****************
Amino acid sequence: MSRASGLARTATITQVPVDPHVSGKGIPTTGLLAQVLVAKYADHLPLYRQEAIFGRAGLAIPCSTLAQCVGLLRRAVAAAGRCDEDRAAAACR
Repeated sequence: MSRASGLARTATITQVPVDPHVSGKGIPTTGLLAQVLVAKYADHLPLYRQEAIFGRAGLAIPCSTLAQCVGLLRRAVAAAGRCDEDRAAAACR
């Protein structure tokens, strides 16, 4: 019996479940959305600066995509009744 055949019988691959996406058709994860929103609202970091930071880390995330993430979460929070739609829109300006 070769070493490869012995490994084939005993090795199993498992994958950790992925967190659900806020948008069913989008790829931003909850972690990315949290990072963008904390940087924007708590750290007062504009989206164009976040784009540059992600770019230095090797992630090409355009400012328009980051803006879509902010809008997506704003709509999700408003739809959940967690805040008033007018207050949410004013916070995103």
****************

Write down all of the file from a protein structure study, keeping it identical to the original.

Amino acid sequence: MSRASGLARTATITQVPVDPHVSGKGIPTTGLLAQVLVAKYADHLPLYRQEAIFGRAGLAIPCSTLAQCVGLLRRAVAAAGRCDEDRAAAACR
Repeated sequence: MSRASGLARTATITQVPVDPHVSGKGIPTTGLLAQVLVAKYADHLPLYRQEAIFGRAGLAIPCSTLAQCVGLLRRAVAAAGRCDEDRAAAACR
């Protein structure tokens, strides 16, 4: 019996479940959305600066995509009744 055949019988691959996406058709994860929103609202970091930071880390995330993430979460929070739609829109300006 070769070493490869012995490994084939005993090795199993498992994958950790992925967190659900806020948008069913989008790829931003909850972690990315949290990072963008904390940087924007708590750290007062504009989206164009976040784009540059992600770019230095090797992630090409355009400012328009980051803006879509902010809008997506704003709509999700408003739809959940967690805040008033007018207050949410004013916070995103």